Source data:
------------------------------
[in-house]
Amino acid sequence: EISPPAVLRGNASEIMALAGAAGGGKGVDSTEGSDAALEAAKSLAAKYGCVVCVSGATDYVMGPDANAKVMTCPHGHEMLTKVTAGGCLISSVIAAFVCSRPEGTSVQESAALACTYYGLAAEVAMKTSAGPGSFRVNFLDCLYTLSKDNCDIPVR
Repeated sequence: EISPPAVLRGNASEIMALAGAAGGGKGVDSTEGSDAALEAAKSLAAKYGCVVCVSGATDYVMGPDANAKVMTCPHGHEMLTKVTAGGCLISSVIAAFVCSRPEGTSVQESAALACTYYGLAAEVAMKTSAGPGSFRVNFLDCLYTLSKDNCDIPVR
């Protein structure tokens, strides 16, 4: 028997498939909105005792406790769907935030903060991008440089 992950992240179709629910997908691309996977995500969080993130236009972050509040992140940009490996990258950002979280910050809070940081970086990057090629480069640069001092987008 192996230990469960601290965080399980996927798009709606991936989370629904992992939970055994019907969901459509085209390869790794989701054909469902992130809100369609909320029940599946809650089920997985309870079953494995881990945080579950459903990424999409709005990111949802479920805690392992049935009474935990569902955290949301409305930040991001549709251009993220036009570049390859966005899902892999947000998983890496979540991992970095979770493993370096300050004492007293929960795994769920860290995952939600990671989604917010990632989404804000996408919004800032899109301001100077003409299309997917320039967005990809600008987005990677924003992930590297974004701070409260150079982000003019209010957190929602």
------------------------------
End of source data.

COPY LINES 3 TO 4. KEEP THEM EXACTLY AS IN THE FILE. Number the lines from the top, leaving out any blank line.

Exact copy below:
Repeated sequence: EISPPAVLRGNASEIMALAGAAGGGKGVDSTEGSDAALEAAKSLAAKYGCVVCVSGATDYVMGPDANAKVMTCPHGHEMLTKVTAGGCLISSVIAAFVCSRPEGTSVQESAALACTYYGLAAEVAMKTSAGPGSFRVNFLDCLYTLSKDNCDIPVR
């Protein structure tokens, strides 16, 4: 028997498939909105005792406790769907935030903060991008440089 992950992240179709629910997908691309996977995500969080993130236009972050509040992140940009490996990258950002979280910050809070940081970086990057090629480069640069001092987008 192996230990469960601290965080399980996927798009709606991936989370629904992992939970055994019907969901459509085209390869790794989701054909469902992130809100369609909320029940599946809650089920997985309870079953494995881990945080579950459903990424999409709005990111949802479920805690392992049935009474935990569902955290949301409305930040991001549709251009993220036009570049390859966005899902892999947000998983890496979540991992970095979770493993370096300050004492007293929960795994769920860290995952939600990671989604917010990632989404804000996408919004800032899109301001100077003409299309997917320039967005990809600008987005990677924003992930590297974004701070409260150079982000003019209010957190929602």